Under the faint luminescence of a crescent shaped moon that hung from a star-studded sky, we strolled the forests of Hollongpar on a cold December night. The silence around was deafening, except for the crumbling of withered leaves under our feet and the intermittent buzzing of crickets. While we hovered our torches along the length of the tall Hollong trees, our eyes prudently followed the narrow beams of light, searching for a rare and demure soul of the night. Not may know of Hollongpar –a sanctuary that lies approximately 160 kms to the east of the mighty Kaziranga. It is home to two endangered creatures of the animal kingdom, the Bengal Slow Loris and the Western Hoolock Gibbon- the only ape specie found in India. Slow Lorises are nocturnal and shy, making it extremely cumbersome to spot. Sanjib, our guide, had elevated our sprits stating that a Loris was sighted on a tree adjacent to the rest house just two days ago. So there was a high possibility that it hadn’t reached too far. We ventured into the forests in the dark of the night, scanning every single tree trunk on either sides of the trail. Almost an hour into the forest, there was no sign of the Loris. On a couple of instances, Sanjib took a deviation from the trail and disappeared into the bushes to try his luck, only to reappear with a dejected look on his face. As we inched further, the chances got bleaker. There was no way the Loris could have come this far with its snail-pace. My desperation even lead me into imagining a Loris hugging on to a Hollong tree, staring back at us with its nervous, yet watchful eyes gleaming like large fireflies. After about two hours of unsuccessful endeavours, we finally took a U-turn. Somewhere at the back of my mind, I knew that the probabilities of sighting such an evasive animal in a limited window of time were grim; almost null. However, the experience of exploring a pristine forest in the dark was so fulfilling that, not being able to see the Loris did not really matter any longer. Upon our return to the rest house, a huge Gecko peek-a-booed from behind a rusty cupboard. Dinner comprised of piping-hot Maggi cooked on wood-fire with onions and potatoes – undoubtedly the most perfect way to end a long day.
In the wee hours of dawn the next day,, we took the same trail, but this time our target was to track down a Hoolock Gibbon. Hollongpar had transformed from a mysterious piece of land under the moon the previous night to a celestial world that morning, illuminated by the golden rays of the sun piercing through the slightest opening in the canopy of a dense evergreen forest . The dry leaves were now wet with mist and dew drops dripped from the shrubs and trees. Butterflies and moths in vibrant colors and varied sizes fluttered everywhere. The quietude was blissful; almost meditative, only to be broken by sudden and loud echos of ‘wooooo-eh-wooooo-eh-woooooh-eh'. The shrieks were long and continuous, more like sounds coming off a wind instrument. Yes! It was the song of the Gibbons! Sanjib spotted the first Gibbon within seconds of hearing the calls and pointed towards the rustling of leaves amidst a cluster of Hollong trees a few feet away. The first gibbon was out for some sun-basking! It was perched so high up, that our necks began to hurt as we tried to follow its movements! Soon, a second gibbon with a baby clung to its chest joined in. A little ahead, we heard more calls. This time, there was an entire clan, settled on lower branches than the earlier pair! The males were furry and black with long white eyebrows. The females were white with a lovely orange and golden tinge to their fur. Spreading their ultra-wide arms, the Hoolocks swayed between branches with superb precision. They seemed to be self-entertaining! As the sun went higher, the jungle reverberated with gibbon calls from all corners. The forest floor was scattered with thousands of half-eaten Hollong fruits thrown away by the playful apes. Hollongpar was abundant, not just with Hoolocks, but also with Pig-Tailed macaques, Stump-Tailed macaques and Capped Langurs, apart from countless butterflies and birds. A spectacular pair of Trogons hovered in the woods with their brilliant orange bellies looking like flames flying through the evergreen forests. After soaking in all that I could, I left Hollongpar with fond reminiscences of the gibbons; their ‘‘wooooo-eh-wooooo-eh-woooooh-eh’ echoing in my ears.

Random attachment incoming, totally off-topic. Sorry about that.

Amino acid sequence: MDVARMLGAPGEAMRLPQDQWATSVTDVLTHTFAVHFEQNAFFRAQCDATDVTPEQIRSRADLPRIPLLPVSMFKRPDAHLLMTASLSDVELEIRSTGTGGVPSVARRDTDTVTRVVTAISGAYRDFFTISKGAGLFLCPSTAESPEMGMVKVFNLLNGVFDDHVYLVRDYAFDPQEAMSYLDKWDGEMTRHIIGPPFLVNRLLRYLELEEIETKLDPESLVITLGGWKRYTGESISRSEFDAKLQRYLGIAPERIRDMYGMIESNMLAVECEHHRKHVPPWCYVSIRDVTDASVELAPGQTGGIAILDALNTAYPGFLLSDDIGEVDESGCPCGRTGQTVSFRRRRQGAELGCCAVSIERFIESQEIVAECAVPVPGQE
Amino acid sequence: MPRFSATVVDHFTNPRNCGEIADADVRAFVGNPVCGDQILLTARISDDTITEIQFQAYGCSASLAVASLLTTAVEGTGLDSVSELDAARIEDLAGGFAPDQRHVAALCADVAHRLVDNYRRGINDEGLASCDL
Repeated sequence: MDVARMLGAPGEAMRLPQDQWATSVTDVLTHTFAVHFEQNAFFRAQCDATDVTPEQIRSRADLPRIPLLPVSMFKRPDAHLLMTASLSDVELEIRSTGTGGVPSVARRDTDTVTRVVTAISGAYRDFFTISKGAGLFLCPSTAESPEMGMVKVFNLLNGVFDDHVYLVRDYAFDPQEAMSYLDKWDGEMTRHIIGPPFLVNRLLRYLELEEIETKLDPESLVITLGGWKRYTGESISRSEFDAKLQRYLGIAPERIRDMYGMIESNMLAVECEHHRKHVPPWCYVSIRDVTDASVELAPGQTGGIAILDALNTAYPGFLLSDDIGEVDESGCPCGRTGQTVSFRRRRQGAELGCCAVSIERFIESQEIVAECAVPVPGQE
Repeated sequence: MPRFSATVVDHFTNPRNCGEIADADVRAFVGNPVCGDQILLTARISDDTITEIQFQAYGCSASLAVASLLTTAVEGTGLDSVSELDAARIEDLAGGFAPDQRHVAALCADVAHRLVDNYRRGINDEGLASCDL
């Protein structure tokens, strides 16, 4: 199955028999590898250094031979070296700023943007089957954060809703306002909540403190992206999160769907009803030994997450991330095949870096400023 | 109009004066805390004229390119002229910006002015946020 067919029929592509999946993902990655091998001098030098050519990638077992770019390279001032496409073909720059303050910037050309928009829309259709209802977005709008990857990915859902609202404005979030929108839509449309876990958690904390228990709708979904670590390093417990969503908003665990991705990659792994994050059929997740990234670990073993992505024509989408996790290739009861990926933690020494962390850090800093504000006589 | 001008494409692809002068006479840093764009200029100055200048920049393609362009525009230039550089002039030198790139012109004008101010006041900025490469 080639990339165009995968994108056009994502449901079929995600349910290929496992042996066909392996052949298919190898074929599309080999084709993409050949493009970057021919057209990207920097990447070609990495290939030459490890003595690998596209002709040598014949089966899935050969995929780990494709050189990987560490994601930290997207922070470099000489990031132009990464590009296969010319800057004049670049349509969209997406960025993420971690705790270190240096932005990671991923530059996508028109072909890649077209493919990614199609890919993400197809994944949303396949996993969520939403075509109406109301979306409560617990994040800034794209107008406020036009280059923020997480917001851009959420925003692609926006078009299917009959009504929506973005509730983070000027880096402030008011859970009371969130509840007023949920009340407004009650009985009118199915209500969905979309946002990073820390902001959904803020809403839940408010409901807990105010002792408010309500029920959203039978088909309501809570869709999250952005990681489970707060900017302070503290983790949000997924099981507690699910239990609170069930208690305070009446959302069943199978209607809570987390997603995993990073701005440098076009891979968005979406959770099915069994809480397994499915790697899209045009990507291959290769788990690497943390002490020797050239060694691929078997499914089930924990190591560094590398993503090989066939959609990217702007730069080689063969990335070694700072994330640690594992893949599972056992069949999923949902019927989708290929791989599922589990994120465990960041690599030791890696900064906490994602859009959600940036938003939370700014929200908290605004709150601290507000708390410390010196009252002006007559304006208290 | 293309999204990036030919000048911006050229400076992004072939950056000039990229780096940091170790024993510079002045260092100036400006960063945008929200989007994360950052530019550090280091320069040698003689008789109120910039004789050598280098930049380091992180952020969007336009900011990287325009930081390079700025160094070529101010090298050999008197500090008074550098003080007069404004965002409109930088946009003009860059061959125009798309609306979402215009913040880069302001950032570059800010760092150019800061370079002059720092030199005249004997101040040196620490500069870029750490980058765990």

How to reach: Nearest city is Jorhat in Assam , which also has an airport. The sanctuary is apprx 20 kms away from Jorhat town and can be reached through a taxi.
What to do: Explore the evergreen forest, rich is biodiversity. The only species of ape, namely the Western Hoolock gibbon is found here. Apart from gibbons, the sanctuary also has multiple species of macaques, butterflies and ample birdlife. Leopard sightings are rare. Special permits need to be taken for a night trail to spot the Slow Loris. Permits may NOT be granted.
Ideal season: Oct through March
Ideal length of stay : Max 2 days.
Where to stay: Forest Rest house. Contact DFO, Proshun Das-7086984546. Ask for a guide called Sanjib, an expert in spotting gibbons. Cost of stay is INR 450, plus camera and forest charges. Total cost comes upto INR 500.
What to carry : Warm clothes for winter, leech socks. Basic food supply.
Avoid : Littering, playing loud music or creating ruckus. Do not feed the gibbons.
*We refers to myself and my spouse who is usually my partner in most of my travel feats.